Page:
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New Wade Pfau article of great interest
Old 06-20-2015, 04:47 PM   #1
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New Wade Pfau article of great interest

In the article linked to below, Pfau makes what seems to me to be a very important point about the difference between the allocation in Bengen's pioneering work that led to the 4% SWR idea and that used in the subsequent Trinity study.

Historial SWR's increase considerably when IT Treasuries are used, rather than corporate bonds, due to the flight to safety effect. We saw this writ large in 2008 of course, but the article makes it clear it's a general principle worth knowing about.

Safe Withdrawal Rates for Retirement and the Trinity Study
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Old 06-20-2015, 05:31 PM   #2
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Yes. Saw it this morning and took another look at his much touted "dashboard".

Is now a good time to retire? Retirement Researcher

As of 4/1/15, he advises that 2.29% would be the new 4% for a conservative couple. Note his assumptions use a .5% adminitrative fees. He recently stated for those with lower fees (such as my .09% fees at VG), one could add as much as .25% back into that 2.29% figure. So we're back to 2.5% is roughly the new 4% for a conservative couple over 30 years.

I've yet to see anyone other than Bernstein as conservative as Pfau. His caution is well taken, but his assumptions still amount to predictions IMO. Not that I don't highly respect his work, just keeping an open mind on these things.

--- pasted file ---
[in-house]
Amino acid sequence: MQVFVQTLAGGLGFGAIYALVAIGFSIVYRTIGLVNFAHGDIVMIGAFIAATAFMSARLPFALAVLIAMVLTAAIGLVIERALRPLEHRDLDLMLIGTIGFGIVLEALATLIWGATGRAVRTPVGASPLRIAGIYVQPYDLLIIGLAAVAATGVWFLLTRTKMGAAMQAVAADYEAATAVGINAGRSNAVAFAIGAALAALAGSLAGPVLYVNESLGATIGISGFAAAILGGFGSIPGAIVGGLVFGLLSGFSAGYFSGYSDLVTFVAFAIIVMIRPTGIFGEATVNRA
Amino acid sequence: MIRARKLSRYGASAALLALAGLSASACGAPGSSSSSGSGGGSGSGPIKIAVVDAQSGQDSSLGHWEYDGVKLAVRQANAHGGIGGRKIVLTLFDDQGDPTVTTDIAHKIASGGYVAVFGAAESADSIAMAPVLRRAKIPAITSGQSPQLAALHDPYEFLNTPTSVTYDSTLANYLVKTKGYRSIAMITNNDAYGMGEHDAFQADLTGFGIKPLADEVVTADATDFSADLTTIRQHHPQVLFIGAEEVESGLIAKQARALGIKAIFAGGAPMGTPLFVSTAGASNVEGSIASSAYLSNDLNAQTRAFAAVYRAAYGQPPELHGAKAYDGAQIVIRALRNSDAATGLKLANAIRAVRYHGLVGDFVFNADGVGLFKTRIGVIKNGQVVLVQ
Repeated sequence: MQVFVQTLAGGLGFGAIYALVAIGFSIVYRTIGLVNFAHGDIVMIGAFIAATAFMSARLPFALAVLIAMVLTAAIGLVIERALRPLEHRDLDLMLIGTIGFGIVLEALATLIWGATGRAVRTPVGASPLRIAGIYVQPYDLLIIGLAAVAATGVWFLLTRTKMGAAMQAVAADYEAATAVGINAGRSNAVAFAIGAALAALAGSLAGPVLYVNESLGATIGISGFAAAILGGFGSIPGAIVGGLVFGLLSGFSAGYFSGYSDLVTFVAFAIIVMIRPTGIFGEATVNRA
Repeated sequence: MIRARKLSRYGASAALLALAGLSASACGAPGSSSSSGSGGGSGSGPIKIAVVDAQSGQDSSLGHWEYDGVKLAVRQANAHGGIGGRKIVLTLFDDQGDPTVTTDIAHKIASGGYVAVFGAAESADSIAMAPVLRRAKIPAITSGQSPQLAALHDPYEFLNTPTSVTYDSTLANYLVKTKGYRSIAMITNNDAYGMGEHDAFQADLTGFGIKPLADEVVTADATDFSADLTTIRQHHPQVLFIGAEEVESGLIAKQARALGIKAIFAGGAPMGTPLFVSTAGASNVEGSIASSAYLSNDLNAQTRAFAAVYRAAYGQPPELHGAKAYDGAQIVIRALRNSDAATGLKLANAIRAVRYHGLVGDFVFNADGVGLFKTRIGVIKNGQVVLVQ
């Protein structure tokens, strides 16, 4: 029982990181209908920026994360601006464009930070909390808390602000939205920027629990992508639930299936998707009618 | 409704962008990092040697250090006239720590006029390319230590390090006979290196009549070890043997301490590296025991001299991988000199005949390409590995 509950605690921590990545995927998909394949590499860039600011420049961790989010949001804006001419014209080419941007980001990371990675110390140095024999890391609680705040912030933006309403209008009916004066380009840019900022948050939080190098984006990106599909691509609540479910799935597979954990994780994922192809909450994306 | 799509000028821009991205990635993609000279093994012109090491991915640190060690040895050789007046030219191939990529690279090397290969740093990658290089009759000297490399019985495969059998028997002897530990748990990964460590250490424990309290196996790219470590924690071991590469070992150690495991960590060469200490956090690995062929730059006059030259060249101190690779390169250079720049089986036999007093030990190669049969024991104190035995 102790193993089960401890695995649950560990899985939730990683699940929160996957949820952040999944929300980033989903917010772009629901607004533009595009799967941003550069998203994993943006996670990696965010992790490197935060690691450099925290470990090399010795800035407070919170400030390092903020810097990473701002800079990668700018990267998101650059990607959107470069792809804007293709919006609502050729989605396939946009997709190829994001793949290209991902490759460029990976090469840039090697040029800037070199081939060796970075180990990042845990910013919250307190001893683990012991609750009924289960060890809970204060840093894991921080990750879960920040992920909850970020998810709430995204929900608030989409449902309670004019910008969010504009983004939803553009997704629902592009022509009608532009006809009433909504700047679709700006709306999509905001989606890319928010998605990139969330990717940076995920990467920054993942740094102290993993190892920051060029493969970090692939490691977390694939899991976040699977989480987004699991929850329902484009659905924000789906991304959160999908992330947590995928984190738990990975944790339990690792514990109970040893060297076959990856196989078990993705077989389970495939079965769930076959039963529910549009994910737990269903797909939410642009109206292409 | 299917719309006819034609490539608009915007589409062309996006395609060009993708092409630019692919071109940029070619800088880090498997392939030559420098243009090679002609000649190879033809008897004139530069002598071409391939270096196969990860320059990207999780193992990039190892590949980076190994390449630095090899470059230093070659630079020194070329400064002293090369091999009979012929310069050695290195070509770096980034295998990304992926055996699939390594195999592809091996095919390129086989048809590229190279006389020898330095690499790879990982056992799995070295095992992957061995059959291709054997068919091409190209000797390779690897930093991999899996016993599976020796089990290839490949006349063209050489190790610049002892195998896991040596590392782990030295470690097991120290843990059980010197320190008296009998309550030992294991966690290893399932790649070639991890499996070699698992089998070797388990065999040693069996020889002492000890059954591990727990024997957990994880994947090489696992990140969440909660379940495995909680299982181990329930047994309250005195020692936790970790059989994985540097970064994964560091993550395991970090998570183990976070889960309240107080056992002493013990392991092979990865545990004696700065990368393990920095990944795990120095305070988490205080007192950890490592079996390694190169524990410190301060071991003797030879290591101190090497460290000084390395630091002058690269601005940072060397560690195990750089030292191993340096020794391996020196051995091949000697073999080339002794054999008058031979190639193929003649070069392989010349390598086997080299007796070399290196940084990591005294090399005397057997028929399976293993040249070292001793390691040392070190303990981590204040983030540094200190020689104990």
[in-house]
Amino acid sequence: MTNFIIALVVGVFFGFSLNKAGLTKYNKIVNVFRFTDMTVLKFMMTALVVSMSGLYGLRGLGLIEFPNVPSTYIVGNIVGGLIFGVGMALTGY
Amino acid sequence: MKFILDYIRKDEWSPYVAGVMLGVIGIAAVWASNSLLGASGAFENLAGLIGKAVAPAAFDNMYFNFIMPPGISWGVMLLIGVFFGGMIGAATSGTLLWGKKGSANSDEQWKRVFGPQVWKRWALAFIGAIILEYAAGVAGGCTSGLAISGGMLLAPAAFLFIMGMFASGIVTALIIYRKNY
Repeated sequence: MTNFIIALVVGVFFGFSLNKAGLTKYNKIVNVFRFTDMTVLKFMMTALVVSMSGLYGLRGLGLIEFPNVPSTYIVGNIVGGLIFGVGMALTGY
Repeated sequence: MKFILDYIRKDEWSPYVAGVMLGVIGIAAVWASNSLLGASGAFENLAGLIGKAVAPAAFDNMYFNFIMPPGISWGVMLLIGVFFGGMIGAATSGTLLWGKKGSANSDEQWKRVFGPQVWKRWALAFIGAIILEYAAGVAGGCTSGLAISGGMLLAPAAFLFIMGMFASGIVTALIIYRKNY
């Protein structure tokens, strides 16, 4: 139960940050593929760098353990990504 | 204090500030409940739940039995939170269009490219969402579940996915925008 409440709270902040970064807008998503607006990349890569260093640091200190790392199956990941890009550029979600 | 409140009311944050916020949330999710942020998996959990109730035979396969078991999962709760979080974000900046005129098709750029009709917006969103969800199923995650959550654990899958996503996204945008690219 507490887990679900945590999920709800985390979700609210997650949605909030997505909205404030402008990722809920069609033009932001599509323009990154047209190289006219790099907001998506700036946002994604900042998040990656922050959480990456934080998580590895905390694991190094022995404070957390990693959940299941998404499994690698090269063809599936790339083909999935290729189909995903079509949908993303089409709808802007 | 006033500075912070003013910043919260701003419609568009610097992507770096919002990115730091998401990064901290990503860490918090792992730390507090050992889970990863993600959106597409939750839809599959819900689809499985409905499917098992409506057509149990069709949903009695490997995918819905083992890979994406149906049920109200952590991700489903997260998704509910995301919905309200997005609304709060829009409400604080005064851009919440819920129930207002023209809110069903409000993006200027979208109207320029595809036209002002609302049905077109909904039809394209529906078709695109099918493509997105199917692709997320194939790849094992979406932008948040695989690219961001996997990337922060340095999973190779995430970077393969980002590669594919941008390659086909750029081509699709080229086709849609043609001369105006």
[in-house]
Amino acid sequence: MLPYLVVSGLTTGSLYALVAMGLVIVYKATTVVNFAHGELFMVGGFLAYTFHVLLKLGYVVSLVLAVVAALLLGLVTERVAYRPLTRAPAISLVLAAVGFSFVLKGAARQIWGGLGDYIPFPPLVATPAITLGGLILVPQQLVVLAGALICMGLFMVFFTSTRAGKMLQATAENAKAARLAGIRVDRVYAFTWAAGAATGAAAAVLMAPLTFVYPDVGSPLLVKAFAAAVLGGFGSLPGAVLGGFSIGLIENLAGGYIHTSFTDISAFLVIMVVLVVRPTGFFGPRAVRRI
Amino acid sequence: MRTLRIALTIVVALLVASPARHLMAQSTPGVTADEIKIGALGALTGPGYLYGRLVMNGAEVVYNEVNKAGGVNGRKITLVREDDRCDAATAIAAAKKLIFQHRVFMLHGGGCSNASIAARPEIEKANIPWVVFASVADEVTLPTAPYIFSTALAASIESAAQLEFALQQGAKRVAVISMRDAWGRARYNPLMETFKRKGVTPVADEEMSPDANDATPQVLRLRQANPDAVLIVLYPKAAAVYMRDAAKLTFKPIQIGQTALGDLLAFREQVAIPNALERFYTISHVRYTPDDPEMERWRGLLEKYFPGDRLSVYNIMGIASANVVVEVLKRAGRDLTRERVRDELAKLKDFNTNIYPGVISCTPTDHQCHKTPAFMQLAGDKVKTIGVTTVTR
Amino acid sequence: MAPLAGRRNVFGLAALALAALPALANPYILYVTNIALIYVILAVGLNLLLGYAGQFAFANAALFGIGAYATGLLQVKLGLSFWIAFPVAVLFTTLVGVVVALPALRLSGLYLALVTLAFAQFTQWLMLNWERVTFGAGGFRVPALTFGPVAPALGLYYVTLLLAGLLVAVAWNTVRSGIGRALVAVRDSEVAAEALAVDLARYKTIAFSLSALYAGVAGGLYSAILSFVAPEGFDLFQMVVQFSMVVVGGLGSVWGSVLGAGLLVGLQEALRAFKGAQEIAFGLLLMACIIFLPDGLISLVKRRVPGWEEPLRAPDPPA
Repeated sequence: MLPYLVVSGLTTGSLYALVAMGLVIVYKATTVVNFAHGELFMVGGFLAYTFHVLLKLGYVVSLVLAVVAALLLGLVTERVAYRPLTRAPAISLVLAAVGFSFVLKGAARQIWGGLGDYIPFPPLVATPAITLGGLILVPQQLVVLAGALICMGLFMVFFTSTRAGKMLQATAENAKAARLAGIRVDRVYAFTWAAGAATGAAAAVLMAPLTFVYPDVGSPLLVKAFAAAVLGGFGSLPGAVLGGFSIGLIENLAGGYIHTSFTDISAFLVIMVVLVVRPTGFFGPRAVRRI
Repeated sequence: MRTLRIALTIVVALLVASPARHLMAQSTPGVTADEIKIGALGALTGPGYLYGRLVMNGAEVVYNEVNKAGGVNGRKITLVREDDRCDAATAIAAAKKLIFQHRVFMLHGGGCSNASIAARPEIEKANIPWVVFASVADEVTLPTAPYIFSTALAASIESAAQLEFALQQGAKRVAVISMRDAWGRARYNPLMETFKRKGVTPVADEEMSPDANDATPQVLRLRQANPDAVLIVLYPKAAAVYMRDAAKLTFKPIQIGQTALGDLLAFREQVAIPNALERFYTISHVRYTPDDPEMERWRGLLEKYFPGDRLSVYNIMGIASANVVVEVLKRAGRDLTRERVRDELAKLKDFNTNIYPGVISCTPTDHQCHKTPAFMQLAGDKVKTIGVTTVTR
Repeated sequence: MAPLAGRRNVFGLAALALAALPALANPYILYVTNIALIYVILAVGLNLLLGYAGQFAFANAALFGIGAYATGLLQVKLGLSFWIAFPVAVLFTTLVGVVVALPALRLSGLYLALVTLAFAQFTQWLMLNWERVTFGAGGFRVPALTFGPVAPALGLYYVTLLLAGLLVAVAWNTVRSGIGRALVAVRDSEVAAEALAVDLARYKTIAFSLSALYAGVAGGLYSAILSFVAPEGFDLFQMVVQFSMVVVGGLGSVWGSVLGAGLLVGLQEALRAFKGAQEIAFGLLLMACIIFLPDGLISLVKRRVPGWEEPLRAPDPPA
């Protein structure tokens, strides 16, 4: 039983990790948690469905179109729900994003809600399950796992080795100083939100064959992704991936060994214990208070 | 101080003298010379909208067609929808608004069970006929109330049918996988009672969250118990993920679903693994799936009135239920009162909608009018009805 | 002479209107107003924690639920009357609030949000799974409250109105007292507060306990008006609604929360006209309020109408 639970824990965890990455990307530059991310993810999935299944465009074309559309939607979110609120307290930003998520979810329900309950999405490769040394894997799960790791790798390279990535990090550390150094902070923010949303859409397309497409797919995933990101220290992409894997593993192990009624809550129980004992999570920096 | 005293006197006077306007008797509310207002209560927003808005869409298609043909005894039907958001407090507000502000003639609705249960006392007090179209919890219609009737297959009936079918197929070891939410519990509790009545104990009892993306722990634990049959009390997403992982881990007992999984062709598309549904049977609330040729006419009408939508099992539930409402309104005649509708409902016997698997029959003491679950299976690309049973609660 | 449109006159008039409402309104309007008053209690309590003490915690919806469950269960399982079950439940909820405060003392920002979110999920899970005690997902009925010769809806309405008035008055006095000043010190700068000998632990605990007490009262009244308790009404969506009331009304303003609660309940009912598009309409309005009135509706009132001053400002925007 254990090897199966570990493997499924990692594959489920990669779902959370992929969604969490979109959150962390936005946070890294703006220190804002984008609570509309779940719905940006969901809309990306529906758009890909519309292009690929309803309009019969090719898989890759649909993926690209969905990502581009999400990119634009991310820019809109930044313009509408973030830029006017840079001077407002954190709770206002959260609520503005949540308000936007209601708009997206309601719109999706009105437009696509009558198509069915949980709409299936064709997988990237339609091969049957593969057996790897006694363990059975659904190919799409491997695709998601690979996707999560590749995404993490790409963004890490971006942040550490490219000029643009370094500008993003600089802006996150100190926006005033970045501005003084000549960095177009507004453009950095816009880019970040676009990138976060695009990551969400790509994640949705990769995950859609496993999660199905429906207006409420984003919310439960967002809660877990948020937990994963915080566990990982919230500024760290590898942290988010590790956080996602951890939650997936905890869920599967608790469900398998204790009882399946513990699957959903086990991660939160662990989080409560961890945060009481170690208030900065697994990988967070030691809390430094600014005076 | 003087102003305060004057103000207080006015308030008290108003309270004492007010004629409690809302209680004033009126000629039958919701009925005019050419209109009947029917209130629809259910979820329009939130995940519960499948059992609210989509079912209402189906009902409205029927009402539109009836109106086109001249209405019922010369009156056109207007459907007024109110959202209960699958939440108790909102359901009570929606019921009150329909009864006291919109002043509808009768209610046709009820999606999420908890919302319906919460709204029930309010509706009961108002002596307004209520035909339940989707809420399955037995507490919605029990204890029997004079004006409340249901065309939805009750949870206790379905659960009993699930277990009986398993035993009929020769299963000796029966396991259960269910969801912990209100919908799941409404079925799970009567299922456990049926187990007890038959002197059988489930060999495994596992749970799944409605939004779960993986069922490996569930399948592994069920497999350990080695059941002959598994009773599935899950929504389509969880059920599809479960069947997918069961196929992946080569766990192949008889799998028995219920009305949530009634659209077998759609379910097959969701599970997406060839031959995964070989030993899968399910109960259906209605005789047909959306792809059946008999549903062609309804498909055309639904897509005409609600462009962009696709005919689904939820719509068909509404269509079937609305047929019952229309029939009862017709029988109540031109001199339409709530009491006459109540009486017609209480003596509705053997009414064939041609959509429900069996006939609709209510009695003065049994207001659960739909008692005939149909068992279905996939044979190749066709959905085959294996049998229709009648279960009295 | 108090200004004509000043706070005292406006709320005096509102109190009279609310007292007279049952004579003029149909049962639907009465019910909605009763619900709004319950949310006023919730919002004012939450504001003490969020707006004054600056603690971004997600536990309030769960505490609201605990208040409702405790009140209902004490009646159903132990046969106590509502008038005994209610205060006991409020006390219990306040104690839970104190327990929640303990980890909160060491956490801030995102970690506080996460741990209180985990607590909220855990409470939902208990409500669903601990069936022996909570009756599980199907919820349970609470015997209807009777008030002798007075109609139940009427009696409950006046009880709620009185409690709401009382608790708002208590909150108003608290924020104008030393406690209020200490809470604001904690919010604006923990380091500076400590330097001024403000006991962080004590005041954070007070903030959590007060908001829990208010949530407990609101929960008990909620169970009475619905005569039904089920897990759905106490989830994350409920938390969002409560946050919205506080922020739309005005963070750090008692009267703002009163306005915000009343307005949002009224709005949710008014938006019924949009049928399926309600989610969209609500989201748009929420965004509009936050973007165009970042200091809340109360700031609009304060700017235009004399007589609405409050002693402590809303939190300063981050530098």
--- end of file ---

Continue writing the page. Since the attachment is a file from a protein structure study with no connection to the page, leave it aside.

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Old 06-20-2015, 09:50 PM   #3
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Options you're onto something of vital importance, it seems to me, in this ultra low-return environment: cutting investing costs to the bone. Mr. Bogle is calling for 2% from bonds and 5% from stocks for the next 20 years, so Pfau and Bernsteing are in good company in calling for dialed-down expectations.

Worth reminding ourselves of is that all of the number Pfau and his predecessors talk about are adjusted for inflation. Personally I work on living on 4% of actual (no adjustment) at all times, and have found that as an ER inflation need not affect me as thoroughly as it does someone working full time.
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Old 06-20-2015, 10:46 PM   #4
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Options you're onto something of vital importance, it seems to me, in this ultra low-return environment: cutting investing costs to the bone. Mr. Bogle is calling for 2% from bonds and 5% from stocks for the next 20 years, so Pfau and Bernsteing are in good company in calling for dialed-down expectations.
Was that real or nominal returns? I think I've seen similar real returns from a recent Vanguard forecast.
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Old 06-21-2015, 02:39 AM   #5
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Was that real or nominal returns? I think I've seen similar real returns from a recent Vanguard forecast.
Based on this article it appears to be nominal return.

I think Bogle is more likely to be right than wrong.